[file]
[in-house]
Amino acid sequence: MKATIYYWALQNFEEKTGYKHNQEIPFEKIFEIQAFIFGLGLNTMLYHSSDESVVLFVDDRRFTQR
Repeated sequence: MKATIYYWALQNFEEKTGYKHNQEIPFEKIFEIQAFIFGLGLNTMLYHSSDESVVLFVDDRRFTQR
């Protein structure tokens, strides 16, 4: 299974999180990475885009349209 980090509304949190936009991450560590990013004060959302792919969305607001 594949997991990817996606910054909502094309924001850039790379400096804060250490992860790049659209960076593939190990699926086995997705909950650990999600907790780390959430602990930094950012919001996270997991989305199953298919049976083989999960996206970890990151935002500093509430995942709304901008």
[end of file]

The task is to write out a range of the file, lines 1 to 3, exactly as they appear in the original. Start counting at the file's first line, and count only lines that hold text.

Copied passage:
[in-house]
Amino acid sequence: MKATIYYWALQNFEEKTGYKHNQEIPFEKIFEIQAFIFGLGLNTMLYHSSDESVVLFVDDRRFTQR
Repeated sequence: MKATIYYWALQNFEEKTGYKHNQEIPFEKIFEIQAFIFGLGLNTMLYHSSDESVVLFVDDRRFTQR